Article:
City Creek Nature Notes – Salt Lake City

October 17, 2016

October 17th

Filed under: Guardhouse gate, Horsechestnut — canopus56 @ 6:21 pm

Horse, Nuts!

4:00 p.m. Cold rain fell for the previous night an into this morning. Then the front passed. The cold has re-accelerated leaf turning.

The Horsechestnut trees, another cultivar, at guardhouse gate parking lot have been unleashing their nuts for the last six days. The nuts are encased in spiny protective shells, called conkers, but these do not fall. The conkers split open and the chestnuts fall out, as one just has done, falling 20 feet and ending with a resounded thud on the roof of my car. The spiny outer conkers fall to the road later in the season. The parking lot is covered with tire crushed chestnuts. As noted on September 26th, the leaves of the horsechestnuts at the parking lot have turned differently than those up the canyon that have grown directly in or next to the stream. With more water, those horsechestnuts’ leaves have turned a bright golden yellow. When the wind (Oct. 14th and 16th) scoured the lower canyon of leaves, those horsechestnuts retained their bright garb. Horsechestnuts at picnic site 1, at mile 0.4 and mile 0.9 appear more bright than before because they now contrast against thickets of grey branches and not against green leaves.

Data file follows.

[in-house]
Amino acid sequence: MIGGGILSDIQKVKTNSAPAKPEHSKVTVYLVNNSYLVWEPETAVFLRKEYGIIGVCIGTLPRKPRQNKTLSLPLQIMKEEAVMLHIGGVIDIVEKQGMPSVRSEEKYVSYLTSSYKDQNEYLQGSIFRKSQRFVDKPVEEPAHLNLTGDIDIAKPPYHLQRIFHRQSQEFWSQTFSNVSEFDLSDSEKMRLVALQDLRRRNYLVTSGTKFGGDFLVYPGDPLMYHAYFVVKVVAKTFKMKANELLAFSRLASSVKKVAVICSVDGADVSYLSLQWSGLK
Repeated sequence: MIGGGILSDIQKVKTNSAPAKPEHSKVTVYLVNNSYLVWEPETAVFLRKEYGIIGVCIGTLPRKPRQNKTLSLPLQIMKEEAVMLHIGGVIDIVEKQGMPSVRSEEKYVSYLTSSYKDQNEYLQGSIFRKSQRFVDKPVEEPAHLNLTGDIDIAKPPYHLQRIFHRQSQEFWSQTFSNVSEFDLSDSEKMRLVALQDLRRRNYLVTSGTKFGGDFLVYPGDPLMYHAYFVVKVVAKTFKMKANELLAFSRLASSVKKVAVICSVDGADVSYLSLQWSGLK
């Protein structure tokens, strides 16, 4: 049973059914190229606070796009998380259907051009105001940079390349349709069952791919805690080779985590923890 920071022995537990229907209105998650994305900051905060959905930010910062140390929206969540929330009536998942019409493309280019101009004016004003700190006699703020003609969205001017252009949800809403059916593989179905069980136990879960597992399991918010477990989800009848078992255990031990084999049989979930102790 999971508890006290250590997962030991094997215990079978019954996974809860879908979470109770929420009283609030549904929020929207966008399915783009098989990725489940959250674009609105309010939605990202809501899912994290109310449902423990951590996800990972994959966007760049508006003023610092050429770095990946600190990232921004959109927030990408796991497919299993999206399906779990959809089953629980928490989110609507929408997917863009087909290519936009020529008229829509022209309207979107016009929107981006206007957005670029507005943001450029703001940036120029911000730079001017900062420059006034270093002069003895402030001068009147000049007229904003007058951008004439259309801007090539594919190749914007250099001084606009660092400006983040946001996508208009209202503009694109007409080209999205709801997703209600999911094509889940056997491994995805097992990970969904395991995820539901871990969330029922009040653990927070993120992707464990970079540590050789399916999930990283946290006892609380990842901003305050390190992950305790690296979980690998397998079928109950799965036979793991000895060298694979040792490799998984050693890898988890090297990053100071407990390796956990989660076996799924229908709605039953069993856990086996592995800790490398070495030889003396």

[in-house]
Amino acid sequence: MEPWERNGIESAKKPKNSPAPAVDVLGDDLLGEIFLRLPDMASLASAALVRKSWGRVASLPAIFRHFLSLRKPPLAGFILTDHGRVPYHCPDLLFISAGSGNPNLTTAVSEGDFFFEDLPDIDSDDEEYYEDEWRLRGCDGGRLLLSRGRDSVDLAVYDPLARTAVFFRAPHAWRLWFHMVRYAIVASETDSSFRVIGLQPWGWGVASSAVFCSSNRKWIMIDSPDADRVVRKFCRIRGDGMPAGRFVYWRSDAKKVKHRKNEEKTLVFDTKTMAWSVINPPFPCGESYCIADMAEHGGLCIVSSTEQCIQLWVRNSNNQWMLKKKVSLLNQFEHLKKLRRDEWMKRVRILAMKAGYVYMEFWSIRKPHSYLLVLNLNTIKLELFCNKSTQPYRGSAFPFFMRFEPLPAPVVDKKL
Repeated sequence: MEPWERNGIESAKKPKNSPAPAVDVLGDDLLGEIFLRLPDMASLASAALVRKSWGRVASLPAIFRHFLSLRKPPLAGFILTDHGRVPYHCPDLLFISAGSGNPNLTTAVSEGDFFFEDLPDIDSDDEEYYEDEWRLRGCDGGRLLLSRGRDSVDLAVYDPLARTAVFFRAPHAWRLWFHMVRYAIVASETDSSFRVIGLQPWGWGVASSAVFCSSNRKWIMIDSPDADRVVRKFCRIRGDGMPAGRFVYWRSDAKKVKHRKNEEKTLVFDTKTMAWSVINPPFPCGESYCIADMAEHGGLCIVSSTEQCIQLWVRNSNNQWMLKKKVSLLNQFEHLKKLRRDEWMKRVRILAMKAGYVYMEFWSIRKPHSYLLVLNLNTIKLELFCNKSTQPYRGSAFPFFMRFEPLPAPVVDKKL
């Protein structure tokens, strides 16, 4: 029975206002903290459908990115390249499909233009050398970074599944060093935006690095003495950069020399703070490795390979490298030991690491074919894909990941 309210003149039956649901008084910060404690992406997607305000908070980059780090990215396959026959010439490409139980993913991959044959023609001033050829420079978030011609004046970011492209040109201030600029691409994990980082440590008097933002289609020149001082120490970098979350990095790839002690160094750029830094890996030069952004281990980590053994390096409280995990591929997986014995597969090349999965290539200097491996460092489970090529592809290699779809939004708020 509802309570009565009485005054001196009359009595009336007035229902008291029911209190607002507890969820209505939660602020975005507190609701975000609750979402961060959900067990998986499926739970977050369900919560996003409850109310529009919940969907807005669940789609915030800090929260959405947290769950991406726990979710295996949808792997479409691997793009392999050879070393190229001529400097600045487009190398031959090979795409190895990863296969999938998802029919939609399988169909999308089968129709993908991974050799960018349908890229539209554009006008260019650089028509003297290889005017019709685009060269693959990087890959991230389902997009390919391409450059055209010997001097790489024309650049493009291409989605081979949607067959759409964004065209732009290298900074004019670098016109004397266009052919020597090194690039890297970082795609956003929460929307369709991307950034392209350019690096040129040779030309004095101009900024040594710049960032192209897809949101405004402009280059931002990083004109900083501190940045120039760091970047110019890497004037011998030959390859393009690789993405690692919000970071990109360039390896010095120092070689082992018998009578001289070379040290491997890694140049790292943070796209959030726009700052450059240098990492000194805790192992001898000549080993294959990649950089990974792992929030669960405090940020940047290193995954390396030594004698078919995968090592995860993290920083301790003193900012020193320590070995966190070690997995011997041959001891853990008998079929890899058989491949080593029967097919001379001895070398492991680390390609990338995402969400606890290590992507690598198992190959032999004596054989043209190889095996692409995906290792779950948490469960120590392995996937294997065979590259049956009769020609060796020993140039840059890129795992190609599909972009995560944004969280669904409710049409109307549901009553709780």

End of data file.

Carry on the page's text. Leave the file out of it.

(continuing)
The horsechestnut is an ornamental and is not a true chestnut. It is toxic to horses and man. Its use as an ornamental began in Germany, where it was planted over subterranean vaults that fermented lager beer. The horsechestnut has shallow roots, but provides shade that kept the underground beer vats cool.


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